Authorities in Australia have urged tens of thousands of people to move to safety amid concerns that bushfires will burn out of control this weekend.
"If you don't need to be in the area, you need to leave," warned New South Wales (NSW) Premier Gladys Berejiklian.
Temperatures are expected to soar above 40C in parts of south-east Australia on Saturday, with strong winds increasing the fire danger.
Officials said it is expected to be a "very dangerous day".
At midnight there are still 137 fires burning across NSW with over 60 yet to be contained.— NSW RFS (@NSWRFS) January 3, 2020
Over 2000 firefighters are continuing to work hard throughout this evening in preparation for Severe and Extreme Fire Danger predicted for many parts of the State today.#NSWRFS #NSWFires pic.twitter.com/Bxv1ILtt6v
NSW Rural Fire Service deputy commissioner Rob Rogers warned that fires could move "frighteningly" quickly on Saturday because of the extreme weather conditions.
"We are unfortunately very likely to lose homes but we will be very happy and call it a success if there are no lives lost," he said, according to the Sydney Morning Herald newspaper.
Since September, fires in Australia have killed at least 20 people, while dozens are missing.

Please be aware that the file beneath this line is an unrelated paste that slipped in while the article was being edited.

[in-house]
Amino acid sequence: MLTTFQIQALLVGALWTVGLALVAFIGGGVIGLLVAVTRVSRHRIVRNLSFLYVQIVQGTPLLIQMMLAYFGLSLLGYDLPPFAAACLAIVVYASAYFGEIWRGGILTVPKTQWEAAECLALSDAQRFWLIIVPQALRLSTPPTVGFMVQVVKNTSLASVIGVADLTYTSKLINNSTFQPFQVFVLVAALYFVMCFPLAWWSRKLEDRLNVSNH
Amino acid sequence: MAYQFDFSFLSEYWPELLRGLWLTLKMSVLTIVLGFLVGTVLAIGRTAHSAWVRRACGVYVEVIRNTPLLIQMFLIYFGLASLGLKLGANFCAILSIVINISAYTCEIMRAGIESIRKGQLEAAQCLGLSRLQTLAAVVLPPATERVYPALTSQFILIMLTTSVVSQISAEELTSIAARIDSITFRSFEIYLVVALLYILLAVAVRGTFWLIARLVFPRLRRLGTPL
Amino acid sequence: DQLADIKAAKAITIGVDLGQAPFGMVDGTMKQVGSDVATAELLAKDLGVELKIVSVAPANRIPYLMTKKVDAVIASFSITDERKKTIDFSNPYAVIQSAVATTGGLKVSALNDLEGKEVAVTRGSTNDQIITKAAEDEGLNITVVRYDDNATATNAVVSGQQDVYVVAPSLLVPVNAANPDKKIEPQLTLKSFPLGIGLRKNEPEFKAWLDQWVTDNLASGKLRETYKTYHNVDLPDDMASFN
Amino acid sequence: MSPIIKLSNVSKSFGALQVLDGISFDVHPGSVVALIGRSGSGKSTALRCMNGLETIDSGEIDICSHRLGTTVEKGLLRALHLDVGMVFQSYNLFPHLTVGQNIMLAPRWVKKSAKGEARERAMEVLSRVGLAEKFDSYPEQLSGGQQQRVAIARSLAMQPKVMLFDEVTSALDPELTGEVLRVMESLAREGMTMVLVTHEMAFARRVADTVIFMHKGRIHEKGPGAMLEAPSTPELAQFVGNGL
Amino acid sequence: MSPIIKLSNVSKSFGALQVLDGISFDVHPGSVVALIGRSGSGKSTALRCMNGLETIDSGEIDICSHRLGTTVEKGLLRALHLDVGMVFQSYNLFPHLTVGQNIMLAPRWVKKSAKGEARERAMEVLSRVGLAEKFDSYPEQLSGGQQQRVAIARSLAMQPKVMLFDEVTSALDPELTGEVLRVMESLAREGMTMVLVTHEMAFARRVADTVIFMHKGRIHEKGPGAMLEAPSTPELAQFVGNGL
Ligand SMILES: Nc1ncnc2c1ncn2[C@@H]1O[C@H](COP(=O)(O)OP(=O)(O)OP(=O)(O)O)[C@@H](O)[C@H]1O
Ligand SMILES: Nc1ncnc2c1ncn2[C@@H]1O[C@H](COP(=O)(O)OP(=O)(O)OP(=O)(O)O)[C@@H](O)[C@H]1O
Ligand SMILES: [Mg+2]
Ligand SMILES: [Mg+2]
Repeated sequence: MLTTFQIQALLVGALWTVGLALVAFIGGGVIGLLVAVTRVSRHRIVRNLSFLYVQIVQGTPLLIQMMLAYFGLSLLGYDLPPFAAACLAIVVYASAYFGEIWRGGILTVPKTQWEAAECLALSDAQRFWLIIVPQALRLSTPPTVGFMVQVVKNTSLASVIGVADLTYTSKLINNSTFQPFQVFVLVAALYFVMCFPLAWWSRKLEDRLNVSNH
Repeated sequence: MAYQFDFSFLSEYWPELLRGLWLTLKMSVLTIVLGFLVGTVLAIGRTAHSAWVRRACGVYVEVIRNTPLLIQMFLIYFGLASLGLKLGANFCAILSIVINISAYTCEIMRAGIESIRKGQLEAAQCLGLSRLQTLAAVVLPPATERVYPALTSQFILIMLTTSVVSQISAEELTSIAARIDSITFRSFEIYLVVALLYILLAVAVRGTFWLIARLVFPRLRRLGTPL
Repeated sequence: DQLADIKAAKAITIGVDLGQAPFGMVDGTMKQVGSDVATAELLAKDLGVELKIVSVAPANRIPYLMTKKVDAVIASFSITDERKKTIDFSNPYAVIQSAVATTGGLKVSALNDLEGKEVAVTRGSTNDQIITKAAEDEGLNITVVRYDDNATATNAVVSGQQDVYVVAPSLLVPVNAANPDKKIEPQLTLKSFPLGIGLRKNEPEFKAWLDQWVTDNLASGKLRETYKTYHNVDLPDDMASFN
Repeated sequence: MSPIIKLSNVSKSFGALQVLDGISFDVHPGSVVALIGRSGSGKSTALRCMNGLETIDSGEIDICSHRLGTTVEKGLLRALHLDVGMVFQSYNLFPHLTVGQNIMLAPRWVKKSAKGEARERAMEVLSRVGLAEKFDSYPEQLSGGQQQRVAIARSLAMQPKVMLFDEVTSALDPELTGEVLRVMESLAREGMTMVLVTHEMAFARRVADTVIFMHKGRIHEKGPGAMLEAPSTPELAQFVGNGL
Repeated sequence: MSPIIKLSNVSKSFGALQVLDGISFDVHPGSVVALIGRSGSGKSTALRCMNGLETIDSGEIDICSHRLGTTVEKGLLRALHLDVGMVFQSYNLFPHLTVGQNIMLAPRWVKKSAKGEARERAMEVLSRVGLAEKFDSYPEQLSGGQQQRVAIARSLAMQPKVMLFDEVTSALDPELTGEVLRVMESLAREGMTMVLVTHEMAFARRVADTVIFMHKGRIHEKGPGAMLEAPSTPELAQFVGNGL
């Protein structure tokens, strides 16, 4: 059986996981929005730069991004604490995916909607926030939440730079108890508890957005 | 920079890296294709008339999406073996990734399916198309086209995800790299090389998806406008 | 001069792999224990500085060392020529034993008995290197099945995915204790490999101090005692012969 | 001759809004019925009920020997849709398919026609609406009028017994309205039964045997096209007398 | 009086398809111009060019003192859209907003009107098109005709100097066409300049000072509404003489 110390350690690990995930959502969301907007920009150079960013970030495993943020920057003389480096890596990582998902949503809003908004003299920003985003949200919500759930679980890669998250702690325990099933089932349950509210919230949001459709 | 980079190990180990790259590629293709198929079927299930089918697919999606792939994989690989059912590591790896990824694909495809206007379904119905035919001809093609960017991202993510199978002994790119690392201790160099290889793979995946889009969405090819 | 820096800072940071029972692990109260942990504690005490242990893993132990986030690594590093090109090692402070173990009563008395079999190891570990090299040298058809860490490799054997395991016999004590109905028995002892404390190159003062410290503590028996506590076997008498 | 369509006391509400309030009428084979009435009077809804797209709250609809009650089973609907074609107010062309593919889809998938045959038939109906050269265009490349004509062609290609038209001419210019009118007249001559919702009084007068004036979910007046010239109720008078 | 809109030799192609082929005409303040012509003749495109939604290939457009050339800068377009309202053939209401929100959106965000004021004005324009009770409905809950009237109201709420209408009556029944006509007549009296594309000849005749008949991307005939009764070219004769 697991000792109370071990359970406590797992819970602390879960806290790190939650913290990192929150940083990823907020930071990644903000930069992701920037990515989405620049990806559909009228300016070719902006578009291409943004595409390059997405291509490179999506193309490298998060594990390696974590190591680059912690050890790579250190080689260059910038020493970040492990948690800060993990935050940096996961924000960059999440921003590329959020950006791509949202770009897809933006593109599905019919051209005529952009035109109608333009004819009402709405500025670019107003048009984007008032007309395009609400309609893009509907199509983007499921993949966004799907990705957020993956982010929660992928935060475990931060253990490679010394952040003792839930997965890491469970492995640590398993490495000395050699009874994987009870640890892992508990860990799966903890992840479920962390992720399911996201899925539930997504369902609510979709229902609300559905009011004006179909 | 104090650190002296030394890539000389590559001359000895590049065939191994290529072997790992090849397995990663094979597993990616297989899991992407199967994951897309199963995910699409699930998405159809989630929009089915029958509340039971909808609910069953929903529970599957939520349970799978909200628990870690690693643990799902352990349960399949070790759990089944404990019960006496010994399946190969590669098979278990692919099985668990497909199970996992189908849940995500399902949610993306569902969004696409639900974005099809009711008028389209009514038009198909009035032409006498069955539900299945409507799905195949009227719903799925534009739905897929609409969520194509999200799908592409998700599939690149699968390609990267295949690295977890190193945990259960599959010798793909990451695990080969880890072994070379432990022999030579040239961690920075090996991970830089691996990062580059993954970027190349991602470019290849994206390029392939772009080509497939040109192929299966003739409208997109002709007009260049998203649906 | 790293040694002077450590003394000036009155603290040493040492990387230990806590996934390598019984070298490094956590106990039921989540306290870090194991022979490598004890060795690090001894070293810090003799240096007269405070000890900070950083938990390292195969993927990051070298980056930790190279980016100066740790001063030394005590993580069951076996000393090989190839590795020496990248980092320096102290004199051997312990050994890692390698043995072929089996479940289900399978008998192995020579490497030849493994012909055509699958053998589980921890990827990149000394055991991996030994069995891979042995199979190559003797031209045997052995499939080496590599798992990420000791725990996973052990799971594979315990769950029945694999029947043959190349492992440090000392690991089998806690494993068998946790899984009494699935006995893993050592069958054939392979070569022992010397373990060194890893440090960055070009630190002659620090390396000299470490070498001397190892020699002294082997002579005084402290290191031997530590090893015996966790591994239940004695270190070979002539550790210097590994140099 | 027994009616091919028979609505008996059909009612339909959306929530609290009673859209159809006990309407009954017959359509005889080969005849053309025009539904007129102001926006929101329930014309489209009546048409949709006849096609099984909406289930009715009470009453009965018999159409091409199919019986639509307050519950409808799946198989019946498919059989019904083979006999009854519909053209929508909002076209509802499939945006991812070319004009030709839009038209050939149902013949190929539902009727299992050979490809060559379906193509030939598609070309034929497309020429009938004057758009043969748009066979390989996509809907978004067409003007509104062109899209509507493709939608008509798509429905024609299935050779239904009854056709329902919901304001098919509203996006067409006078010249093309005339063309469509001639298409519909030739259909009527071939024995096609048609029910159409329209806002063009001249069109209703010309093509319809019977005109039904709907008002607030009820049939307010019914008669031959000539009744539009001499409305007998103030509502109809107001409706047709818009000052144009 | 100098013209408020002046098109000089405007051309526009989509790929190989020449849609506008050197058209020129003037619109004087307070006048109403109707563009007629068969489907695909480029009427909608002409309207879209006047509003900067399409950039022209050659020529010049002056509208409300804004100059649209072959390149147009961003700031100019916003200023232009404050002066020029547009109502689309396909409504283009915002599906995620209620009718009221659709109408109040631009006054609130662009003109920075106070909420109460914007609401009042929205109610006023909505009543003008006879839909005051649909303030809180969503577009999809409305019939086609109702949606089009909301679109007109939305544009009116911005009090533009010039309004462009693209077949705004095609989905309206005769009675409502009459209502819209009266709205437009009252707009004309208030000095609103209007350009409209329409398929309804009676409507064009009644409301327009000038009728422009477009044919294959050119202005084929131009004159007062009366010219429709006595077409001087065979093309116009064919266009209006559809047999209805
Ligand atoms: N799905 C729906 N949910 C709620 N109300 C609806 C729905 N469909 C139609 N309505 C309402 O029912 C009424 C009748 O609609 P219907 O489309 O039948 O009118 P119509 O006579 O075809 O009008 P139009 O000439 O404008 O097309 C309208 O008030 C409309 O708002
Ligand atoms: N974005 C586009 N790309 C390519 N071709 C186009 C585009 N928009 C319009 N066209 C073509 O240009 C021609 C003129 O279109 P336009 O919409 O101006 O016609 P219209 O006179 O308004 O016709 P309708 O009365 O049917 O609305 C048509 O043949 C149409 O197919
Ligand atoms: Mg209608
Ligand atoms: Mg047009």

What is the forecast for Saturday?
Meteorologists have forecast extreme heat and strong winds in fire-affected areas in south-east Australia on Saturday.
Victoria has declared a state of disaster in areas home to some 100,000 people, and urged residents to leave before Saturday.
"If they value their safety they must leave," Michael Grainger of the state's police emergency responders said. "I'd suggest personal belongings are of very, very little value in these circumstances."
He described the circumstances as "dire".
Tomorrow we will experience dangerous fire conditions across southern NSW. There are multiple fires that may pose a serious threat to life. If you are in the path of these fires leave tonight before conditions worsen tomorrow morning.#nswrfs #nswfires pic.twitter.com/mQq7k4vYPf— NSW RFS (@NSWRFS) January 3, 2020
On Friday, the Australian navy evacuated some 1000 tourists and residents who were trapped in the fire-ravaged town of Mallacoota on the Victoria coast.
"There is still a window for people to leave," Berejiklian said on Friday. "If you don't need to be in the area, you need to leave."
The volunteer NSW Rural Fire Service said many fires in the region could "pose a serious threat to life".
"If you are in the path of these fires leave tonight before conditions worsen tomorrow morning," it warned on Friday.
Speaking to the Sydney Morning Herald, NSW Transport Minister Andrew Constance described the forecast conditions as a "blast furnace".
In the state of South Australia, further west, fire crews have been battling a bushfire on Kangaroo Island.
Officials have described the blaze as "virtually impossible" and say it threatens to engulf most of Australia's third-largest island, according to ABC News.
Fires expected to spread in NSW
A total fire ban is in place across NSW with extreme fire danger in much of the state's south-east, and authorities are warning conditions could become catastrophic.
Existing fires are expected to spread significantly under difficult conditions.